Guest Post: Courtesy of John Markley, Centerstone, Regional CEO in Illinois
For many, the holidays mark the most joyful time of the year. The last few months of the year serve as a time to slow down, take a break and enjoy the company of friends and family. Even with the COVID-19 pandemic persisting, the holidays are still a special time, though they may look different this year.
People need support, connection and gratitude no matter the circumstances, including COVID-19. Holiday celebrations provide opportunities to meet these emotional needs and more. Still, like with the upcoming turbulent winter weather, sometimes conditions call for accommodations. Adjusting celebrations promotes everyone’s well-being this holiday season. To help you celebrate the holidays, we are providing tips on what to consider when planning your celebrations.
You may be planning to only celebrate with close family or you may want to host a slightly larger gathering with friends. No matter what you choose to do, there are safety measures to consider when making your plans.
The pandemic has contributed to increased stress and mental health challenges, which may be increased further by the stress of the holiday season. If you are in need of mental health help, Centerstone is here. Connect with us by calling 1-877-HOPE123 (877-467-3123).
John Markley serves as Regional CEO in Illinois, serving residents in eastern and southern Illinois through more than 30 locations that provide treatment, support and educational programs and services to individuals who have mental health and addiction disorders and specialized services for adults with intellectual and developmental disabilities. Centerstone employs over 525 staff in Illinois and serves more than 17,000 individuals annually.
- Local spread of COVID-19. An important factor to consider no matter what you’re doing is the community level of the virus. If you are in a high-case area, you may want to keep gatherings as small and physically distant as possible. Consider also the locations that all attendees are arriving from.
- Travel conditions. Choose whether driving or flying is safer based on the risk of possible exposure; which option exposes you to the fewest number of people outside of your household? It’s possible to get gas without interacting with others. For longer trips, packing your own food or selecting drive-thru or curbside options, are considered lower risk than dine-in options. The CDC also recommends staying up to date on routine vaccinations, such as the measles-mumps-rubella (MMR) vaccine and the seasonal flu vaccine.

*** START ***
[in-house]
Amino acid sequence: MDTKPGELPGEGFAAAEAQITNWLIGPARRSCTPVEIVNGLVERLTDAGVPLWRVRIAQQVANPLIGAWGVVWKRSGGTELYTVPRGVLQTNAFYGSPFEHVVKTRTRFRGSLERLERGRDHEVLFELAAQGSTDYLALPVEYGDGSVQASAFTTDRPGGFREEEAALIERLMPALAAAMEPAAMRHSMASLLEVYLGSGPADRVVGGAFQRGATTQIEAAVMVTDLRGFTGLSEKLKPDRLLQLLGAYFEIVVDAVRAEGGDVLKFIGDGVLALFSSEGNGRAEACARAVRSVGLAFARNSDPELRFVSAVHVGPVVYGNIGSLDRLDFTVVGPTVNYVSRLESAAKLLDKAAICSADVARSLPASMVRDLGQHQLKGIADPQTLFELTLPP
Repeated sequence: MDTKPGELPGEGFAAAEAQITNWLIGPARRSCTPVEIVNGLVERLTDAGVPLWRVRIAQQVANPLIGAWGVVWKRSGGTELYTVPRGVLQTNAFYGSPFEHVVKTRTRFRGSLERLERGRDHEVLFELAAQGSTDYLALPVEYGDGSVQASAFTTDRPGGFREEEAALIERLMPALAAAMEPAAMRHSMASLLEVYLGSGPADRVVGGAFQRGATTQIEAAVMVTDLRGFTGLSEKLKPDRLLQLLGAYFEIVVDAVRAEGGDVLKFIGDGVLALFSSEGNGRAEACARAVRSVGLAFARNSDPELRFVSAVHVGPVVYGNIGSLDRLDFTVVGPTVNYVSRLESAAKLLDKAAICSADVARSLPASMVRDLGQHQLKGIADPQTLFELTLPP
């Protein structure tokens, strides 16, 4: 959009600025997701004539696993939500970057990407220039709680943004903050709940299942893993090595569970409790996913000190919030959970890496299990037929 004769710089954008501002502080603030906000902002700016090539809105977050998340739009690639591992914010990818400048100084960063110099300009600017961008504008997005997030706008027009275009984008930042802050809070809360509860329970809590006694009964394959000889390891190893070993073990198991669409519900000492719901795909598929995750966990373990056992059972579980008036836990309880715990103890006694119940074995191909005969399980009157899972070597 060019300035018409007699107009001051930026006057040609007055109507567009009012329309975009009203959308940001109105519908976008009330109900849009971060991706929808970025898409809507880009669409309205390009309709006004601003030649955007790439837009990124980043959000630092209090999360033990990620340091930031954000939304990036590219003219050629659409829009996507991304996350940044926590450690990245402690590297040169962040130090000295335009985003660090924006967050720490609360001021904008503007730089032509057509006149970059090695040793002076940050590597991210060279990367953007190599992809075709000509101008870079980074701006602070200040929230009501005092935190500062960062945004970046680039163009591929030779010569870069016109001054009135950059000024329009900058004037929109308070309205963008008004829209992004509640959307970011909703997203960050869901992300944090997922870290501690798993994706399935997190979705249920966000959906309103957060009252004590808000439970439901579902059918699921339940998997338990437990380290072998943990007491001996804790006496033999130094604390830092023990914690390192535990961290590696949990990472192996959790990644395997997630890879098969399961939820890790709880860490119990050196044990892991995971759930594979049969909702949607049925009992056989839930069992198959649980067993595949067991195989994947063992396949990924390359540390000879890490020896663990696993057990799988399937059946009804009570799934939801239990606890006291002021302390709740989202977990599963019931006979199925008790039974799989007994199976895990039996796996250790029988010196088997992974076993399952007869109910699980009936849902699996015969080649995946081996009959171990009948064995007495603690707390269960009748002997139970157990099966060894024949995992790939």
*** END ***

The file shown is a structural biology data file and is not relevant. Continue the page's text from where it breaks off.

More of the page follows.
- Location. Outdoor gatherings are generally safer than indoor gatherings, as the virus has a far lower chance of spreading outside.
- Size. Limiting your contact to the people in your household is the easiest way to promote well-being of your extended family.
- Duration. The shorter your gathering lasts, the less time there is for the virus to spread among your attendees.
- Health status of attendees. Ask all attendees to self-screen for COVID symptoms and to stay home if they’re sick. You might also prompt attendees to reconsider attending if they meet high-risk criteria for COVID.
- Preparation. When possible, self-quarantining for 14 days prior to the event, or getting tested approximately 5 days in advance, lowers risk. You can also prepare by sharing any special requests, expectations or “rules” with attendees prior to the event.
- Behaviors of attendees. There are several preventative measures you can take when planning your gathering. Social distancing, wearing masks and setting up hand-washing or sanitizing stations will provide added assurance that your gathering is promoting well-being. Buffet-style or potluck meals are riskier because everyone will handle the same serving utensils and because a line may form. If you choose this meal style, consider assigning one or two attendees to handle the serving utensils while wearing gloves. You might also ask attendees to get food one at a time to avoid forming a line.
Centerstone is a not-for-profit health system providing mental health and substance use disorder treatments. Services are available nationally through the operation of outpatient clinics, residential programs, the use of telehealth and an inpatient hospital. Centerstone also features specialized programs for the military community, therapeutic foster care, children’s services and employee assistance programs. Centerstone’s Research Institute provides guidance through research and technology, leveraging the best practices for use in all our communities. Centerstone’s Foundation secures philanthropic resources to support the work and mission of delivering care that changes people’s lives.